We are the swiping generation. We put people in boxes but we just call them phones now. We ask for data points rather than stories. We ask for facts rather than feelings. We demand people define themselves over and over and over when we all know 140 characters can’t fit even a fragment of ourselves. Good thing there’s no limit to the amount of tweets we can send out into the world.
We are high on dopamine spikes from likes, comments, views. We consume all day the highlight reels of life after life to the point that we feel an urge to create our own. We follow our best friends, celebrities, and strangers alike with no distinction between them. We scroll onward unaware as they take up the same screen space and head space. We become numb to their daily company yet don’t say hi when we pass them by in person. The strangest part? We think we know the lives of the people we follow even if we haven’t spoken in years (or at all). We follow anyway like lost puppies. We believe like true believers.
We try and we try to slowly carve ourselves into something. A false sense of fulfillment washes over us as we do so. We pour and we pour only to find we’re pouring air instead of water and our cups ran dry months ago. We don’t notice – we’re too busy looking at our phones. In moments where we disconnect, we are left empty and confused not understanding how after so much careful crafting and clever captioning our digital lives look so foreign. The other side is always shown to us and no amount of saturation or contrast can seem to make our grass feel green enough.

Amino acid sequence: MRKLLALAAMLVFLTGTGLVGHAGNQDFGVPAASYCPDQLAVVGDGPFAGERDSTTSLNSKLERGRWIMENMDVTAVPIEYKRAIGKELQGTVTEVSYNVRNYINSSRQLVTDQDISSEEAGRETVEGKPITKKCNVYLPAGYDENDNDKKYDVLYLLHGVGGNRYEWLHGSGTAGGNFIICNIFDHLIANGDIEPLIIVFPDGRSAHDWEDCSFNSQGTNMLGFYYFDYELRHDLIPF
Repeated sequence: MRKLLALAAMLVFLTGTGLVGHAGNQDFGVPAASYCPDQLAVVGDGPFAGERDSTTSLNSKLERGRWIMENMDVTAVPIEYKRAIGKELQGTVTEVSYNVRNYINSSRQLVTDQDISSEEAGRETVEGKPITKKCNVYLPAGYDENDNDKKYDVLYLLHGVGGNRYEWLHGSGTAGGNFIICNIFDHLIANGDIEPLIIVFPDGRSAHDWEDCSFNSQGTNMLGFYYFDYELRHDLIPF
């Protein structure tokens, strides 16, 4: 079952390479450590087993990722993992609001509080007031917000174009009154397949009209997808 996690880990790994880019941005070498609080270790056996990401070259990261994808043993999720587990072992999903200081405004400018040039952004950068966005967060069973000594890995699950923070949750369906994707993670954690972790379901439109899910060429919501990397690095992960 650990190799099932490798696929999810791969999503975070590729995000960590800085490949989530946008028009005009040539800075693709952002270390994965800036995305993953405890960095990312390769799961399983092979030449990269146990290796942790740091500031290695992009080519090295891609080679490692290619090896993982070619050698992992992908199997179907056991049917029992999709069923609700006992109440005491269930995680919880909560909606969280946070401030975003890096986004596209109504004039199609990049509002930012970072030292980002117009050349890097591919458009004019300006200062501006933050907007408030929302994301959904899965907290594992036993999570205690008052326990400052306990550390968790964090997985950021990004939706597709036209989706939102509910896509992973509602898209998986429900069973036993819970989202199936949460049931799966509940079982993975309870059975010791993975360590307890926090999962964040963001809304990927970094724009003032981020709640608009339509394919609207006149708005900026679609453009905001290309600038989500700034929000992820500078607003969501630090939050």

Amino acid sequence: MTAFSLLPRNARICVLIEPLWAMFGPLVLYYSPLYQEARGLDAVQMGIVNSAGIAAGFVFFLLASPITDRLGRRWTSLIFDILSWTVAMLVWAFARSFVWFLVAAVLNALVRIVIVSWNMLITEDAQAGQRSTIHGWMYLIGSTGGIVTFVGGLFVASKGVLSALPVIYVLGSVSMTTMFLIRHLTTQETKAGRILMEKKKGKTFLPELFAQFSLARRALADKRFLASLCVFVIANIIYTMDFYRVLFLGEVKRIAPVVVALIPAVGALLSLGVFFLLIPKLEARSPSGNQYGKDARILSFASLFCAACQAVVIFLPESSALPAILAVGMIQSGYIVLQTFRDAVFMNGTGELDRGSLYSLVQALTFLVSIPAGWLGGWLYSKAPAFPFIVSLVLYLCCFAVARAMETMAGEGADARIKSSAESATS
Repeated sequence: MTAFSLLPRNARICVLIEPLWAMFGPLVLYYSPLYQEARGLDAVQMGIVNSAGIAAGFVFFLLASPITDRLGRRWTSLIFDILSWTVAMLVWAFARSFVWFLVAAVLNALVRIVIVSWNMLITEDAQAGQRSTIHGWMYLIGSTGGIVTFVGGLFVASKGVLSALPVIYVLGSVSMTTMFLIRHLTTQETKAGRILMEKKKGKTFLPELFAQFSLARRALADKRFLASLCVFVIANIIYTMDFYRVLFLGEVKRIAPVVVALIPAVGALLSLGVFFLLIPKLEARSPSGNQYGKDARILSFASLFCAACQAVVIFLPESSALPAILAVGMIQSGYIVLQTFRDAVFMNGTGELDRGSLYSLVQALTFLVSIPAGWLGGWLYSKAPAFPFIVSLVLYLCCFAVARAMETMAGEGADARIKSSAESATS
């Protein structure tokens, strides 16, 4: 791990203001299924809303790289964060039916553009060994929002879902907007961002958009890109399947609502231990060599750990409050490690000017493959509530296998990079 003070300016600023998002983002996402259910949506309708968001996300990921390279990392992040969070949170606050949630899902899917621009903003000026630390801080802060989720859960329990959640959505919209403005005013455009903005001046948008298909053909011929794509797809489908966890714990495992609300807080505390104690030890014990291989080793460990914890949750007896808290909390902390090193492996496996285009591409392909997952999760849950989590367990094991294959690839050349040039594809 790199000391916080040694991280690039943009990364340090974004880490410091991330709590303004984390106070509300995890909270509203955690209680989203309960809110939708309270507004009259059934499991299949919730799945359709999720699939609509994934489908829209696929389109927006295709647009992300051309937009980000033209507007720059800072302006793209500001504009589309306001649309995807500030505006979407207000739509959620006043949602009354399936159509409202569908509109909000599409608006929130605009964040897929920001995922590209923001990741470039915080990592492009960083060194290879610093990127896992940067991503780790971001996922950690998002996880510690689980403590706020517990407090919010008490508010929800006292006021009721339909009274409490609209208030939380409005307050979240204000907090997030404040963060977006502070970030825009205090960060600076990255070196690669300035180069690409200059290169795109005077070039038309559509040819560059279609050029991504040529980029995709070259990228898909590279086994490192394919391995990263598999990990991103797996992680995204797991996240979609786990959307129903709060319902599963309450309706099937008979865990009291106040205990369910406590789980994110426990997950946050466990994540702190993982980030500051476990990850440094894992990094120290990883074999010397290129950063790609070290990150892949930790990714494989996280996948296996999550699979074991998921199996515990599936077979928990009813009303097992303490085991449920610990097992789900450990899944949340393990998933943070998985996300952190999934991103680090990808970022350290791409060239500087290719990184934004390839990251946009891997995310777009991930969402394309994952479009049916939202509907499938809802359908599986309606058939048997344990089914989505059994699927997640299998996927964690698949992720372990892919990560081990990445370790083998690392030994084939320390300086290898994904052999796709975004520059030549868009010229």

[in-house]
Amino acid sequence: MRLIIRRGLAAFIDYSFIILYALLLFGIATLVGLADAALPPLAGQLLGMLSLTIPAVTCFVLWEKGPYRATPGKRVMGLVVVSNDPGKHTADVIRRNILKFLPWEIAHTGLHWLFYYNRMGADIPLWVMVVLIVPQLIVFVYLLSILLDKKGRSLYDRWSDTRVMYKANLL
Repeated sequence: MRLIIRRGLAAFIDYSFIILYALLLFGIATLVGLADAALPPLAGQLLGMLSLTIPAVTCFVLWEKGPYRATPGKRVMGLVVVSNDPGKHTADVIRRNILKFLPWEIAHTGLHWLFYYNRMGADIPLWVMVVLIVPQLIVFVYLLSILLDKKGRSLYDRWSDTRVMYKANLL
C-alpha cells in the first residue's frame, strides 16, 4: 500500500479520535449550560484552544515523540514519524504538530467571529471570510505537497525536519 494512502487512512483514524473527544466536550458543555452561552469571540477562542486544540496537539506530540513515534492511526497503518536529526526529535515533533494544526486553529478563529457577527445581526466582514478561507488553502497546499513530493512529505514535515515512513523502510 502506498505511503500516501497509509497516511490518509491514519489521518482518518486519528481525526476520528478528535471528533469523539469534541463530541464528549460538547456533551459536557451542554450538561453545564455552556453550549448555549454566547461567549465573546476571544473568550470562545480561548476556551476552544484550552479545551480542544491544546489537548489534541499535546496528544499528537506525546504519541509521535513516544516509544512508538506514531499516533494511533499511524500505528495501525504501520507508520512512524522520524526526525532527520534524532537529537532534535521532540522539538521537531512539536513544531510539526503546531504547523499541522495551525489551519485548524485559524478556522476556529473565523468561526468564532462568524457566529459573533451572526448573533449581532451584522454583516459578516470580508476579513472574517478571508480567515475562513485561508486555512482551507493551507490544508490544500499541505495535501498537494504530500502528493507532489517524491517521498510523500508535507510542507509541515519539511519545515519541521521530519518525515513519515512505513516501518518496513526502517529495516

We are creating the desensitization nation one BREAKING news moment at a time. We traded in fight or flight for scan and swipe. 5 seconds for the 50 people killed in [enter disaster here]. Copy and paste. Nothing catches our attention because our attention isn’t ours anymore. When pain knocks on our door, we’re shocked despite having witnessed the same situation play out countless times day in and day out to others. We cry out for help only for others to swipe right over our headlines.
We have access to more information than ever before. Others have access to more information about us than ever before. It sometimes feels like we’re at a standstill.
From time to time, we try to gather our disjointed fragments of our scattered digital footprint found across accounts with old email addresses and forgotten logins locking us away. The people we were are frozen in time in a way only those leftover from Mt. Vesuvius understand. We walk amongst these former selves unable to delete them – we can see who we were but we ironically can’t access who that person was. It’s technological purgatory. We are left with a humorous and horrifying online museum of ourselves that not even we can curate. In any case, we can hardly romanticize the past when it has such poor grammar and always seems to be overly dramatic.
Hi, future Anne. It’s me – another frozen, embarrassing moment. I hope this makes you smile. I have a feeling you’ll need it.